The new trend among robo-advisers might just be human advice.

Betterment, the leading independent robo-adviser, announced last week that it will offer two new service plans, both with access to a team of certified financial planners and investment advisers. The company is also changing the pricing for its existing digital offering, moving from a tiered fee structure to a flat management fee of 0.25 percent per year.

Though investor portfolios are still built and managed by computer algorithms, clients who opt in to the new services — which the company is calling Betterment Plus and Betterment Premium — will also have their accounts monitored by that team.

The services come with higher management fees and account minimums than the current offering: Betterment Plus requires $100,000 and charges an annual fee of 0.40 percent of assets managed; Betterment Premium has a $250,000 minimum balance and a 0.50 percent management fee. The company’s existing plan will now be called Betterment Digital, with a new flat fee of 0.25 percent. That service will continue to have no minimum balance requirement.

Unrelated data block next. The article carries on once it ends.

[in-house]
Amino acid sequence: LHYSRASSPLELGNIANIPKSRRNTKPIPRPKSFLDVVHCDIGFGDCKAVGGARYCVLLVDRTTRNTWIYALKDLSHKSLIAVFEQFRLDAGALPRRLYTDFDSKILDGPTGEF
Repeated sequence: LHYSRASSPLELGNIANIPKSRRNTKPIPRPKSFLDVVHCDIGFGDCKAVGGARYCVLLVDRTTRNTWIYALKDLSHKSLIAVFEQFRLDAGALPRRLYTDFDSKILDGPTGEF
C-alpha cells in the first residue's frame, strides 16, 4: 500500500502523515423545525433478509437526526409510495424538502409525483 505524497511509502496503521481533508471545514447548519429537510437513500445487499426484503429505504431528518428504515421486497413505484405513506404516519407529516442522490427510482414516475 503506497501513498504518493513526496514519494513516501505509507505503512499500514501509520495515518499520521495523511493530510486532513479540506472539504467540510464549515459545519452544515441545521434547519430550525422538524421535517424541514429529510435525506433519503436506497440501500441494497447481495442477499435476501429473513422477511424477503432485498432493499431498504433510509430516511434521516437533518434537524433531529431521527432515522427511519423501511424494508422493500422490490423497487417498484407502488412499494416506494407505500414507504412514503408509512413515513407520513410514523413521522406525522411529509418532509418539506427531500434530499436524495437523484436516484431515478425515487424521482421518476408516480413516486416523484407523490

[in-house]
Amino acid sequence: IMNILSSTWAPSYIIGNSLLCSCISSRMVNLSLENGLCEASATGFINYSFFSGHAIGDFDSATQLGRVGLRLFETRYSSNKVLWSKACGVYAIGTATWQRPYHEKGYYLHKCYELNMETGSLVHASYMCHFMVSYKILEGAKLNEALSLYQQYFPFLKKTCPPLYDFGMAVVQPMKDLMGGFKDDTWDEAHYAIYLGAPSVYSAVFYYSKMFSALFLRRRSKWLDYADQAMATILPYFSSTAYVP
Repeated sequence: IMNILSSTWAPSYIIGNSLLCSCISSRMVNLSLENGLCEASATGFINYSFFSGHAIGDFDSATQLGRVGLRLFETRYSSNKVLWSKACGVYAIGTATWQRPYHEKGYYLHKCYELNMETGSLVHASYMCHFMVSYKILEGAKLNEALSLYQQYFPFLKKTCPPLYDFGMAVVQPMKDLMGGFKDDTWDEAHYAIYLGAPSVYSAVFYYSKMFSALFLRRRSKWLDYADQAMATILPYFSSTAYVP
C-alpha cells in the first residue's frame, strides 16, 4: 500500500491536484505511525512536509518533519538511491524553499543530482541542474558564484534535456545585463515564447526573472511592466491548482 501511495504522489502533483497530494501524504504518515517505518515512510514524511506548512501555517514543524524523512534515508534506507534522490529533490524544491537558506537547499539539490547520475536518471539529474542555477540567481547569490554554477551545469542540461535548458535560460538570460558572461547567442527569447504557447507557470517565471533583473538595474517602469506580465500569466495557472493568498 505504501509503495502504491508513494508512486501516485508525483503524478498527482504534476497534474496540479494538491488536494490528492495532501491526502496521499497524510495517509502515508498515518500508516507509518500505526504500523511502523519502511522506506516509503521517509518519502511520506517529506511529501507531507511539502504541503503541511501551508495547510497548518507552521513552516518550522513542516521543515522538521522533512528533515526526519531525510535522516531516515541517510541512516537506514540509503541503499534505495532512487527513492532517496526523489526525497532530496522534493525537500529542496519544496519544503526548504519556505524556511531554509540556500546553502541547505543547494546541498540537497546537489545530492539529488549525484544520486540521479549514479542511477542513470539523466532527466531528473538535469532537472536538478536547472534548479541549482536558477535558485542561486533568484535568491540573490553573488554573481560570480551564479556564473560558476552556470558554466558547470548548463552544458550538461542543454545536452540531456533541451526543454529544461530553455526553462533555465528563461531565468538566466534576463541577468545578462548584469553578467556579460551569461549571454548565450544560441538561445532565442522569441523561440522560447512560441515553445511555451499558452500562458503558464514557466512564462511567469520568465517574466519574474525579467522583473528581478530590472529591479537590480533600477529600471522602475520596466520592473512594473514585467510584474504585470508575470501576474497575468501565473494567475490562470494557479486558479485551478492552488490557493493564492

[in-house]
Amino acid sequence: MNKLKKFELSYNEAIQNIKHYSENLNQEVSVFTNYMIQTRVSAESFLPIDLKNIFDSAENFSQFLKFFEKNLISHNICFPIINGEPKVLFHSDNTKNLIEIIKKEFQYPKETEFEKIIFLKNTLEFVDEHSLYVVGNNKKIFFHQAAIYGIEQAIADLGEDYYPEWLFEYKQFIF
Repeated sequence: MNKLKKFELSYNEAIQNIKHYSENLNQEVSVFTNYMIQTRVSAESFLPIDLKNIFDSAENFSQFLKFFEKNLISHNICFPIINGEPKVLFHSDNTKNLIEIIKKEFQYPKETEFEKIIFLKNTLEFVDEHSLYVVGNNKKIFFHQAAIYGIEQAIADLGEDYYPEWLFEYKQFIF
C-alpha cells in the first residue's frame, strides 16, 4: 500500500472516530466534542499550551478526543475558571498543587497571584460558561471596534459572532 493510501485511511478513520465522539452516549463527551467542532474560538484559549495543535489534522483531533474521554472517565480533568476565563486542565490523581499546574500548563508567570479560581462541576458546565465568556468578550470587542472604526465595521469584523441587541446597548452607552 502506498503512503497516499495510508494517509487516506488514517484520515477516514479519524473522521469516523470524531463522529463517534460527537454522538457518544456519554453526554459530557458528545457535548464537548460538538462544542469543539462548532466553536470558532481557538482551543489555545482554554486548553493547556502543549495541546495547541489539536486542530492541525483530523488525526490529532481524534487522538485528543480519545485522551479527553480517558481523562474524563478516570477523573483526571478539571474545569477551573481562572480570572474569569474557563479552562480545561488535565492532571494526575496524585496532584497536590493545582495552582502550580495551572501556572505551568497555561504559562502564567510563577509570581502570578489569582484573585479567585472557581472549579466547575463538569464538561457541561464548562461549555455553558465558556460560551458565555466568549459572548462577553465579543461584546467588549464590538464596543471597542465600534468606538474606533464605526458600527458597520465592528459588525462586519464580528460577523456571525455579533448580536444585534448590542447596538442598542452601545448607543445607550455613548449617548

Betterment said its new plan offerings are in response to customer demand. “As our customer base has gotten older and more affluent through time, we’ve had questions come up that our tools couldn’t necessarily answer,” said Alex Benke, a Betterment vice president.

Several online advisers launched as hybrid services, combining computer algorithms and human advisers from the start. Vanguard Personal Advisor Services is the most notable; clients there are offered a team of advisers until their account balance tops $500,000, at which point they’re assigned a dedicated adviser.

Also in the space is Personal Capital, which charges 0.89 percent for accounts under $1 million but offers a dedicated financial adviser rather than round-robin advice from a team. Fidelity Go portfolios are built, monitored and rebalanced by a team at an institutional investment adviser, though those advisers aren’t available for client questions.

Benke said what sets Betterment’s new offering apart is the company’s independent status. Several other services invest clients at least partly in their own proprietary funds.

Betterment isn’t the first robo-adviser to add human advisers to its service. Blooom, a 401(k) adviser, recently added salaried advisers, with communication available by chat, e-mail and text messaging. 

Arielle O’Shea is a staff writer at NerdWallet, a personal finance website.